Hotel rooms were hard to get in wartime Washington, but we had one. We sat in it, deflated as punctured basketballs. We had a cocktail, and on the crest of that bravery we telephoned the White House. Mr. Roosevelt was amused by Mr. Morgenthau’s attitude. “I guess you gave him a turn,” he said. “I should have known it would shock him. I’ll tell you what—the British Ambassador is coming in a few minutes and I’ll put it up to him.”

We waited around the next day and the next. Gin and vermouth didn’t give us enough courage to phone again, but we got a call the second day. Mr. Roosevelt said no one would touch our weapon. The ambassador, Lord Halifax, had gone out spluttering with rage. Everyone who heard about it thought it would work, but felt it was immoral. It aimed at utilizing something the leaders considered sacred, even when it belonged to the enemy. Our sons could be killed, tortured, disemboweled, but our weapon appalled authorities and that was the end of that. The subject was dropped.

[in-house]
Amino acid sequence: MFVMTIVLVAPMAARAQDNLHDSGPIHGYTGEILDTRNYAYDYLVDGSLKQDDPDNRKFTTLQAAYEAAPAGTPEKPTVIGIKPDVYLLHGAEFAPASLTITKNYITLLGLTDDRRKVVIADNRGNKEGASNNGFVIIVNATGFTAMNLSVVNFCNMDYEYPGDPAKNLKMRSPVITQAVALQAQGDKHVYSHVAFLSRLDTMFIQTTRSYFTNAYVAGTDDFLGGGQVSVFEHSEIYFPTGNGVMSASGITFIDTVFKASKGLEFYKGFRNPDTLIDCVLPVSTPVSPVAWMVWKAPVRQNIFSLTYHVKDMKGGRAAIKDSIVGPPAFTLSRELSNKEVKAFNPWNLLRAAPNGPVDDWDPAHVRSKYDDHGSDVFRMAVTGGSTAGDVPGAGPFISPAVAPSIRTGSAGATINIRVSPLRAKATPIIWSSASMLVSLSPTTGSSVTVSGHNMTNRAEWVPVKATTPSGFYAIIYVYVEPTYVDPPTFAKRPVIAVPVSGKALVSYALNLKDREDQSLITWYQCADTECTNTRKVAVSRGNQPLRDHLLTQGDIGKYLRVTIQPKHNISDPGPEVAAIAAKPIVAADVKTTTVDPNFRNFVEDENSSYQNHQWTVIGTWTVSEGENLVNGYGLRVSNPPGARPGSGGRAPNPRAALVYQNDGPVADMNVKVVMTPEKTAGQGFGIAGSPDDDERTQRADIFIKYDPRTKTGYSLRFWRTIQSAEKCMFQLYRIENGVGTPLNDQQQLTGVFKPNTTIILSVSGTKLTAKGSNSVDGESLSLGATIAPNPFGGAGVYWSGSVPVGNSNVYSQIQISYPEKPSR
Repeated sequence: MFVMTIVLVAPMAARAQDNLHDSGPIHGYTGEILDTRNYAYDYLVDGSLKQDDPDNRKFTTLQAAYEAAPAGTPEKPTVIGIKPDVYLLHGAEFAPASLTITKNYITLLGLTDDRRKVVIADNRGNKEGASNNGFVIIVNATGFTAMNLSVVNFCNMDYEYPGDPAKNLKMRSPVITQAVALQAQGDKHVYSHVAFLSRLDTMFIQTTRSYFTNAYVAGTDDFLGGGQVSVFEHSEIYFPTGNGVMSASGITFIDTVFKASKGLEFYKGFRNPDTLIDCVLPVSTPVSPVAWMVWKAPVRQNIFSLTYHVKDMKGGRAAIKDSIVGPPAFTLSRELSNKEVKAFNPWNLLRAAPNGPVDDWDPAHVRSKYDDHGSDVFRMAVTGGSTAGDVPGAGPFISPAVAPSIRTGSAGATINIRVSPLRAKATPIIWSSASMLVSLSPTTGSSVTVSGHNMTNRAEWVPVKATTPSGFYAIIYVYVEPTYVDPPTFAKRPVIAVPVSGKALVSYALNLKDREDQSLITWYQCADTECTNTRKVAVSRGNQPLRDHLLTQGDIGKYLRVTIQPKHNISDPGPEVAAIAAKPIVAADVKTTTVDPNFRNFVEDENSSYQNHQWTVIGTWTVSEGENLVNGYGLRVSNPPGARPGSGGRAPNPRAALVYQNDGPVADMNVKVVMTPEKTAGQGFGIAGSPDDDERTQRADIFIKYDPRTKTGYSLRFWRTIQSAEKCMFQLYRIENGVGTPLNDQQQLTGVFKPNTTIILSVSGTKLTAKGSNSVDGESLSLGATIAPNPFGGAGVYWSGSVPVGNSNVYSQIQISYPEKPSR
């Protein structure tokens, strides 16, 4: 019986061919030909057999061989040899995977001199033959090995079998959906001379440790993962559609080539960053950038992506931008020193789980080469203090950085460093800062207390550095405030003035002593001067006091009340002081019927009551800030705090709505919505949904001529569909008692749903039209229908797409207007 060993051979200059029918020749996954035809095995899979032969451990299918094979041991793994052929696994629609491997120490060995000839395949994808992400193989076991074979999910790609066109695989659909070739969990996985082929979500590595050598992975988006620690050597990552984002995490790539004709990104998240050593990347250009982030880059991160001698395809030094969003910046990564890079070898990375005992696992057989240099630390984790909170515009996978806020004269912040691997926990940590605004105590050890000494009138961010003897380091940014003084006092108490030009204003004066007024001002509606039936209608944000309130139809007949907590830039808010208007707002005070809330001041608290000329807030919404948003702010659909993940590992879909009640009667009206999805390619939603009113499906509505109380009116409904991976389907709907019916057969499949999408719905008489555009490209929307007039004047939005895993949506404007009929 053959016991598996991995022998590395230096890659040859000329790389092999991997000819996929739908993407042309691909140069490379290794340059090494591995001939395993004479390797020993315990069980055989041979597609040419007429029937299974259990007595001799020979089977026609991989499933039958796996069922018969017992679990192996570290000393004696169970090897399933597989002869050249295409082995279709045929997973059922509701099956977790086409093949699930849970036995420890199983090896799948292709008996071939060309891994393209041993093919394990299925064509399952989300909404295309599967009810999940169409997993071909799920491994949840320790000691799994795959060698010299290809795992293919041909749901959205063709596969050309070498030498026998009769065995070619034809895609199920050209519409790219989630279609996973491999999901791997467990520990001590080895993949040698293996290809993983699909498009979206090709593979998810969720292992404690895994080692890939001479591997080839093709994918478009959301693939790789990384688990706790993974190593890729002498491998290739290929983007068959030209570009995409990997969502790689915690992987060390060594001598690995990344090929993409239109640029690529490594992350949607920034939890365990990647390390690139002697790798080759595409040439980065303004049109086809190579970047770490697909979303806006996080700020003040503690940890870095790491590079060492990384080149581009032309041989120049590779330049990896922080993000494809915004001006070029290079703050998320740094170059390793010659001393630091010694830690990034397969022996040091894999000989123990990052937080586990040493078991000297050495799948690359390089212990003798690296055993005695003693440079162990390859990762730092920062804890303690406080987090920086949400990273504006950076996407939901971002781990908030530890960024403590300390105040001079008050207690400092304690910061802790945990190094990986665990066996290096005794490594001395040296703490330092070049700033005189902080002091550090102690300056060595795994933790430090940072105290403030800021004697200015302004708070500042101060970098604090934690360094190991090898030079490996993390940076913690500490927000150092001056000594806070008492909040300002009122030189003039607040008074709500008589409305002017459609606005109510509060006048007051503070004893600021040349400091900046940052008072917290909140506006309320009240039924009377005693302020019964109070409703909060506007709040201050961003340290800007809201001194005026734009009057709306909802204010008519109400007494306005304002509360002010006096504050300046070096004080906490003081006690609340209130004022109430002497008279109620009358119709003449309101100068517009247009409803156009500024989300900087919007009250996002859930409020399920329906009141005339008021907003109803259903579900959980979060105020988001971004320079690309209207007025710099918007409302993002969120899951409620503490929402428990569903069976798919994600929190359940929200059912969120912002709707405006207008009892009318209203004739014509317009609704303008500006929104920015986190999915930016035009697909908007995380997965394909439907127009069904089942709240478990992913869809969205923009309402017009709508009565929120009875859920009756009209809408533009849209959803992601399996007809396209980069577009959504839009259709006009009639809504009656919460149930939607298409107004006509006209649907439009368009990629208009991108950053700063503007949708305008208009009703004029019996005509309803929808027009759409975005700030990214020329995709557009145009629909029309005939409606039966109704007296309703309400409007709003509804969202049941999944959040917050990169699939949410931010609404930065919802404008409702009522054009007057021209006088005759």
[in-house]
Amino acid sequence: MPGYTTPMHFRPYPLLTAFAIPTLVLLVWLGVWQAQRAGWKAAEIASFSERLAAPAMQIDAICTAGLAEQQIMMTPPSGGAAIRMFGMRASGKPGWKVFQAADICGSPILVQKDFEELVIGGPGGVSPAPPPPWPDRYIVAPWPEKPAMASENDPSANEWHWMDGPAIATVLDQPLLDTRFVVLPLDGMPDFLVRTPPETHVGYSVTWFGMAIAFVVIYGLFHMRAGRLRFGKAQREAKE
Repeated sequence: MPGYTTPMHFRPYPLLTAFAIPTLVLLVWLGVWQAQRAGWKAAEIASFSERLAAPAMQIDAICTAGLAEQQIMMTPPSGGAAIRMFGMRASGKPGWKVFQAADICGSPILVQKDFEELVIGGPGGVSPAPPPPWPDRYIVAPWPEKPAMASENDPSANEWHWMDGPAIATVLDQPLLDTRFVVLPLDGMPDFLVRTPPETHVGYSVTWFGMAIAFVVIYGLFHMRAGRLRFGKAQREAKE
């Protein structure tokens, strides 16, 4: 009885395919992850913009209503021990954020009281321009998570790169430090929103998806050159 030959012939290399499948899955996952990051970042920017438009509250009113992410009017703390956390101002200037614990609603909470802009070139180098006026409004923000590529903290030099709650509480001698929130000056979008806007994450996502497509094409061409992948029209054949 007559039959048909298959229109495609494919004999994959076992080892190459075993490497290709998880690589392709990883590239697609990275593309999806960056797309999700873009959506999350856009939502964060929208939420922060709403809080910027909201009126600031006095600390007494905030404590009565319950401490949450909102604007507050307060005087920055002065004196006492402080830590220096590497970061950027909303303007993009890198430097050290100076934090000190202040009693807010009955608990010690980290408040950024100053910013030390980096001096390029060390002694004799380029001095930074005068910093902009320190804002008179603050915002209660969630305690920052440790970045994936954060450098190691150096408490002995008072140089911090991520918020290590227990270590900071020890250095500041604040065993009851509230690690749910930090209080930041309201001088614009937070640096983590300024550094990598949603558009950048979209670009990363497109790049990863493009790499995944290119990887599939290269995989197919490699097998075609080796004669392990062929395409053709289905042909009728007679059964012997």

Much later, when I sat with the President, he said ruefully, “Killing is all right, and you could attack religion with some impunity, but you were threatening something dearer than life to many people—”

Sometime afterward, it was discovered that the Nazis had thought of our weapon. They used it, in imperfect form, against Britain, and although it couldn’t function at its best against a democracy, it gave that nation a nasty jolt. Before the Germans could put the weapon to full use, the war ended.